Date of Post: 18/11/2015
Category: Bridges & Tunnels Type: Whitepapers
Indian tunnelling is alive and well and thriving both at home and abroad.
India has a long history of hard rock tunnelling using the drill and fire method but its history with soft ground excavation and with mechanised tunnelling methods is somewhat shorter but, as with all things new, the new tunnelling technologies have been accepted and embraced wholeheartedly by Indian management and worker alike.
The Indian workforce is both plentiful and economically viable making it very attractive to both homegrown and international construction companies. There is also no shortage of young, highly educated and tech-savvy Indians who are not content to sit at a desk, do not baulk at getting their hands dirty and have grasped the opportunities available both at home and abroad in the tunnelling industry.
Like much of Indian industry the tunnelling industry is booming with extensions to both the Delhi and Mumbai metro systems underway as well as the construction of complete new systems in many of the major connurbations. This is good news for the Indian tunnelling industry and for Indian tunnellers. Tunnels are being driven now in difficult mixed ground conditions permitting Indian management and workforce to gain that most valuable of commodities: experience.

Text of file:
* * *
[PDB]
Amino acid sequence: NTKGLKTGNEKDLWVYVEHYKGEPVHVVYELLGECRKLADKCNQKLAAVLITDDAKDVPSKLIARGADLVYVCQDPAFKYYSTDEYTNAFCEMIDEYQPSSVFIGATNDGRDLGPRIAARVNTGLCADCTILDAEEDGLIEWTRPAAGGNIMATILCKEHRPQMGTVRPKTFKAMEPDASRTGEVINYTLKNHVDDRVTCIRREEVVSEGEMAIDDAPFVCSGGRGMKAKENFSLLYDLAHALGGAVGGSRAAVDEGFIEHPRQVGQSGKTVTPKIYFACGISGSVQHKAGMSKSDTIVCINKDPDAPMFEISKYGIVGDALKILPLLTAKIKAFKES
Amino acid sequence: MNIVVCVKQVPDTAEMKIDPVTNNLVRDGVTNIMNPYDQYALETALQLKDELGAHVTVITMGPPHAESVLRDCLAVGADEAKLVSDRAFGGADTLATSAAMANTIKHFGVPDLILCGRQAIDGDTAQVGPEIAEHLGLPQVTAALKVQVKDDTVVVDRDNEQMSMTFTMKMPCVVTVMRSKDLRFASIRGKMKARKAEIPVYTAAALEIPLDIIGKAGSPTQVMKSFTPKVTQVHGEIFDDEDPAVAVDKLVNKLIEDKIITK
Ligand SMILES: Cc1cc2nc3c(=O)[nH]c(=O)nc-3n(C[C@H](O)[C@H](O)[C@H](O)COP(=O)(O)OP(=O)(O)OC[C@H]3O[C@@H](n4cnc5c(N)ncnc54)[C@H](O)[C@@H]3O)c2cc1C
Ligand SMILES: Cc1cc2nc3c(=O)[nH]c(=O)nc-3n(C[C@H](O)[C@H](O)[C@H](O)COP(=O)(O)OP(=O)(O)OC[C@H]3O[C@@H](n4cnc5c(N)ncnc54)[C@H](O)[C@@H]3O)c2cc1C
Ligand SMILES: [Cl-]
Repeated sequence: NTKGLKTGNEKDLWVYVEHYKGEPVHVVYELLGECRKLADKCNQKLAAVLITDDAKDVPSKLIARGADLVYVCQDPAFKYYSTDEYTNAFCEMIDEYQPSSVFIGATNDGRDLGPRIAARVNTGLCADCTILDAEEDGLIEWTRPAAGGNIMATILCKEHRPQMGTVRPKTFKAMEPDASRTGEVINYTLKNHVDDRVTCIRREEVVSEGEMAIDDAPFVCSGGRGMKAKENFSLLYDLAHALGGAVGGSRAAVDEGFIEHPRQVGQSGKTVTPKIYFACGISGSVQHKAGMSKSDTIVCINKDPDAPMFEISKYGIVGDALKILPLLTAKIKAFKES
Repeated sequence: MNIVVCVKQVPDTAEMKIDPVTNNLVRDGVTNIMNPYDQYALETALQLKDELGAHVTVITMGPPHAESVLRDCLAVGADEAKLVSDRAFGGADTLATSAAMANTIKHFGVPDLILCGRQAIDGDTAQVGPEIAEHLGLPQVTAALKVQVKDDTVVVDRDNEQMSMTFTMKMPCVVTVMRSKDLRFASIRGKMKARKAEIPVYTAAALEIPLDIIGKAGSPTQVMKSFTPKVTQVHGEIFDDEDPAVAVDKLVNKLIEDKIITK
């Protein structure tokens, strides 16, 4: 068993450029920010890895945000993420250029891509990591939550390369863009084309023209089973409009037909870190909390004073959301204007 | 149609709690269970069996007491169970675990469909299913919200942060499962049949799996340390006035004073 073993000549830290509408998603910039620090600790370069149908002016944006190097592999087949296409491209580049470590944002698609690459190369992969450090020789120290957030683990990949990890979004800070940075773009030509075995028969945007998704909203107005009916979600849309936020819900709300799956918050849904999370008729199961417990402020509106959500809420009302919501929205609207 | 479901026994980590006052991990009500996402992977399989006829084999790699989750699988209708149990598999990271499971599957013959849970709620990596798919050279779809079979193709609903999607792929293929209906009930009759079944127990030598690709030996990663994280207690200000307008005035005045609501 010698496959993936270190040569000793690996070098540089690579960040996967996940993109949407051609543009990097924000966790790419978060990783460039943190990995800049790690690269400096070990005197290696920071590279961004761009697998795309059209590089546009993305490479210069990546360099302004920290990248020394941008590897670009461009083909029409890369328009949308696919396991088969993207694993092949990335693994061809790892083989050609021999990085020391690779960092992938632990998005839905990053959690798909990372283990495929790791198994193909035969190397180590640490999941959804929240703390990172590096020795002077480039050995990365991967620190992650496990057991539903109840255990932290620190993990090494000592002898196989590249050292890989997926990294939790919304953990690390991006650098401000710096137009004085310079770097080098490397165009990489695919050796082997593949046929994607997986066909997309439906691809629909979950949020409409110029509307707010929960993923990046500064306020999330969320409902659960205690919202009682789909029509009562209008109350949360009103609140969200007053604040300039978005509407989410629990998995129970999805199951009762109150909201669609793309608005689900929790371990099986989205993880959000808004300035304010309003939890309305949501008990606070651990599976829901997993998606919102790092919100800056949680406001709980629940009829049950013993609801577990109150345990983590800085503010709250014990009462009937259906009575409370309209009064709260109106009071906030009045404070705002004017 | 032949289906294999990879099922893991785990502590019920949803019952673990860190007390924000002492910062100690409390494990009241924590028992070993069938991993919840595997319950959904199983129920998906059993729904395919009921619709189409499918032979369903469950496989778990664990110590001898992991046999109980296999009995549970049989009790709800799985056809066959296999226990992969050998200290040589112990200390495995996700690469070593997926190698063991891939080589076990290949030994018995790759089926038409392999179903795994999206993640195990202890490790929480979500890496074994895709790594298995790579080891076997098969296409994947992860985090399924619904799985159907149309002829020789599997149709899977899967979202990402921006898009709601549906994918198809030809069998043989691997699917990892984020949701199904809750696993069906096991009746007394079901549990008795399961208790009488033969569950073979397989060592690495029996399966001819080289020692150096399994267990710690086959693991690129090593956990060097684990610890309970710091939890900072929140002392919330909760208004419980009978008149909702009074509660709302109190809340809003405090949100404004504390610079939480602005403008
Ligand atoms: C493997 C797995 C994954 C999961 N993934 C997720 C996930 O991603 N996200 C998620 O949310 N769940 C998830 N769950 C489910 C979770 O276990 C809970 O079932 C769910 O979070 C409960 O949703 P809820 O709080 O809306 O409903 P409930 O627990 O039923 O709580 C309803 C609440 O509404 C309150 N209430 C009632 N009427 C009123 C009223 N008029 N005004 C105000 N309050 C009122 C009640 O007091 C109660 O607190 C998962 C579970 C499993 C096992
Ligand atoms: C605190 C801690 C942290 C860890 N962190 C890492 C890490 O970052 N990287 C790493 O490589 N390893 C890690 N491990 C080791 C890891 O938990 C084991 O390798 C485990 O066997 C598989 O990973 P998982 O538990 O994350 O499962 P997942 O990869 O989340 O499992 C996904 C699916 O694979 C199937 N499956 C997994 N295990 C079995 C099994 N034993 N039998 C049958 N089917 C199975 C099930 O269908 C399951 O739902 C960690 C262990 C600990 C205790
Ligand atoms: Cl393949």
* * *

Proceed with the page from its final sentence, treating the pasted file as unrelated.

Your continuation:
This experience borne out of facing and overcoming challenging ground conditions is what will make Indian construction companies and Indian tunnellers one of the major players in the world market in the next decade. Up to the present date it has been neccessary to bring in ex-pats with long term soft ground and mechanised tunnelling experience to advise and train TBM (tunnel boring machine) operators, PLC electricians and mechanics on how to utilise and optimise the machinery.
India now has a home grown tunnel workforce which is savvy with the machinery but lacking long term experience - by 2020 when all the present metro construction contracts are complete this lack of long term experience will no longer be the case.
Indian technical personnel are heavily involved in the Qatar and Riyaddh metro projects hence gaining more valuable experience and taking another step forward in making India a major tunnelling world player.
The only things that will hinder progress are the same obstacles which get in the way in most other fields - lack of education and an overburdening beauracracy. India needs a dedicated school of tunnelling to cover all the disciplines involved.
The future of tunnelling in India looks very bright.
We are highly thankful to Mr Geoffrey Paul DARBISHIRE( from Spain) for contributing this valuable article.